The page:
Federal regulations prohibit any moving company from making statements or claims which would imply that the company has limited its liability for lost, stolen or damaged goods under the terms of the shipping contract or bill of lading (the shipping contract may, however, contain a statement that the property has been received in apparent good condition, to be checked off after delivery). Furthermore, every moving company is required by federal law to establish and maintain procedures for handling consumer complaints and inquiries, including providing a telephone number for the company's main office for consumers to call.
The liability of any interstate carrier (that is, a mover who crosses state lines to deliver your shipment) is based on the actual value of the goods lost or damaged in transit. The amount of liability is calculated by the consumer and the mover prior to the move, and recorded in the bill of lading. This way, both you and the mover are protected in the event that goods are lost or damaged, and the mover knows in advance what the value of that liability is. Unusually valuable goods (like antiques or art) can be valued separately. If part or all of a shipment is lost, damaged or stolen, the consumer may want to hire a private attorney to pursue a claim.
Note: The value agreed upon with your mover is the amount the mover will be liable for, and is not insurance. In order to obtain payment under this agreement, you may need to sue your mover in court.
Arbitration is a less formal method of resolving disputes and is available for the consumer. Movers are required to let their potential customers know about the availability of arbitration in the event of a dispute before any contracts are signed. As mentioned above, under Initial Disclosures, this information is provided in the pamphlet entitled "Your Rights and Responsibilities When You Move." The pamphlet gives a concise, easy-to-read, accurate summary of the process. Also, any costs to the consumer for choosing this way of resolving a dispute with the mover are outlined. Finally, an overview of the legal effects of choosing arbitration is provided.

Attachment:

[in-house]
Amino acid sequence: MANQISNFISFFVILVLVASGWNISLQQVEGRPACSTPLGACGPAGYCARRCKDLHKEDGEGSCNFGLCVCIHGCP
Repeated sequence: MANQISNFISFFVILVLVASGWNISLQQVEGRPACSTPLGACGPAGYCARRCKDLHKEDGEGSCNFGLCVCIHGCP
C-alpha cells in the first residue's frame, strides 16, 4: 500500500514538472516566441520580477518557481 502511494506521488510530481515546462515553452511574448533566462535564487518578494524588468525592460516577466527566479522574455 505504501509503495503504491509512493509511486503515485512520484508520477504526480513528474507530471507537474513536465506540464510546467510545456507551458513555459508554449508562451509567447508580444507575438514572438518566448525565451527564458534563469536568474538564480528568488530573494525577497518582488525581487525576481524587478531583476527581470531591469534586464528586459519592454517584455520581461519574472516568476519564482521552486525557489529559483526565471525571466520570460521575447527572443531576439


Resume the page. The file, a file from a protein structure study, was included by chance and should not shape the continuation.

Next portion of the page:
If a moving company engages in substandard or misleading practices (such as giving an artificially low estimate to get you to use that company, and then charging double the estimate once the job is completed), or the moving company misrepresented the services provided, you may be able to turn to New Hampshire's Consumer Protection Act for help. If you feel you have been mistreated by a moving company through either of the practices just described, contact the Consumer Protection & Antitrust Bureau, so that the Bureau can track these claims and investigate companies which are consistently misleading consumers.
Moving companies often sell additional insurance coverage to their customers to cover losses and damages that exceed the liability limits agreed to in the shipping contract. The liability limits set in the bill of lading is not the same as this additional insurance coverage. The additional coverage is purely optional for the consumer.
If a moving company does sell insurance to a consumer, the following must be provided:
Failure to issue appropriate evidence of the purchased insurance purchased exposes the moving company to full liability for any claims regarding losses or damages caused by the moving company.
If you have a problem with a moving company, contact the Federal Motor Carriers Safety Administration. This agency maintains a hot-line for consumer complaints of all kinds related to movers. If your moving company demands that you pay more than 110% of the estimated cost to move in order to obtain delivery of your goods, call the Motor Carriers Safety Administration to report the company's actions You can also download information and complaint forms from the agency's website:
Federal Motor Carriers Safety Administration
1-888-DOT-SAFT or 1-888-368-7238 (toll-free)
If you think that your moving company engaged in unfair or deceptive practices, contact the Consumer Protection Bureau of the New Hampshire Attorney General's Office:
NH Consumer Protection & Antitrust Bureau
Department of Justice
1 Granite Place South
Concord, NH 03301-6397
The Better Business Bureau also has a dispute resolution system for complaints against movers and storage companies.
Portable Document Format (.pdf). Visit nh.gov for a list of free .pdf readers for a variety of operating systems.
New Hampshire Department of Justice
1 Granite Place South | Concord, NH | 03301